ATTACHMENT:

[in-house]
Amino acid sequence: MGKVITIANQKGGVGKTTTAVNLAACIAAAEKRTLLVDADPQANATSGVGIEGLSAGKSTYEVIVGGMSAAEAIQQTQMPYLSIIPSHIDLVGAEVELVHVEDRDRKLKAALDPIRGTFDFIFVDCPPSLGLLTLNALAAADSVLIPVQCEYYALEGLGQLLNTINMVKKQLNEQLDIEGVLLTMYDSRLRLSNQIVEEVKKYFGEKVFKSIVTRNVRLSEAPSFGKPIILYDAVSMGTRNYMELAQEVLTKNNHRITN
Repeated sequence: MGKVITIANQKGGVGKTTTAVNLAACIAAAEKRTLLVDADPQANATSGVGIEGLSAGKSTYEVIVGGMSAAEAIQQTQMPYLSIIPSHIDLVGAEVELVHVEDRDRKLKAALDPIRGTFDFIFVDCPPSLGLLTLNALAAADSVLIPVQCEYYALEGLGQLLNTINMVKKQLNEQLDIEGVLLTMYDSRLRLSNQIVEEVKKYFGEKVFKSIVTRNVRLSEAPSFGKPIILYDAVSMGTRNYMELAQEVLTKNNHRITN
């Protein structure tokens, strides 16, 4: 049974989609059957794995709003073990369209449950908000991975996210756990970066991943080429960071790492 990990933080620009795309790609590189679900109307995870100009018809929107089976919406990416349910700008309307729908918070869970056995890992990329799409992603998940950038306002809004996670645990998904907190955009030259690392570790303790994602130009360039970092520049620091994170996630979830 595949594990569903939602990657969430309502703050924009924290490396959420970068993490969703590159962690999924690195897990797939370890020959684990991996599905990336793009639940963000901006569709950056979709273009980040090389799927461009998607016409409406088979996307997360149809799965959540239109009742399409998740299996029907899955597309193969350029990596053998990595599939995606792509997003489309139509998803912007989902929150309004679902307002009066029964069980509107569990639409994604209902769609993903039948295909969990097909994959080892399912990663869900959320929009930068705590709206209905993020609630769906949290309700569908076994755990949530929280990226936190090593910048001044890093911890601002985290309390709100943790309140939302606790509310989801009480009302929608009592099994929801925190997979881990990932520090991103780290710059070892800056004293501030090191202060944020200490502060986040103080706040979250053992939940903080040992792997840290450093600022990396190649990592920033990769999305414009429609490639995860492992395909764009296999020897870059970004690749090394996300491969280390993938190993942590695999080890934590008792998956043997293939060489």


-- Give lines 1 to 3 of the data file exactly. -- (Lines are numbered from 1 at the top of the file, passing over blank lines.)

[in-house]
Amino acid sequence: MGKVITIANQKGGVGKTTTAVNLAACIAAAEKRTLLVDADPQANATSGVGIEGLSAGKSTYEVIVGGMSAAEAIQQTQMPYLSIIPSHIDLVGAEVELVHVEDRDRKLKAALDPIRGTFDFIFVDCPPSLGLLTLNALAAADSVLIPVQCEYYALEGLGQLLNTINMVKKQLNEQLDIEGVLLTMYDSRLRLSNQIVEEVKKYFGEKVFKSIVTRNVRLSEAPSFGKPIILYDAVSMGTRNYMELAQEVLTKNNHRITN
Repeated sequence: MGKVITIANQKGGVGKTTTAVNLAACIAAAEKRTLLVDADPQANATSGVGIEGLSAGKSTYEVIVGGMSAAEAIQQTQMPYLSIIPSHIDLVGAEVELVHVEDRDRKLKAALDPIRGTFDFIFVDCPPSLGLLTLNALAAADSVLIPVQCEYYALEGLGQLLNTINMVKKQLNEQLDIEGVLLTMYDSRLRLSNQIVEEVKKYFGEKVFKSIVTRNVRLSEAPSFGKPIILYDAVSMGTRNYMELAQEVLTKNNHRITN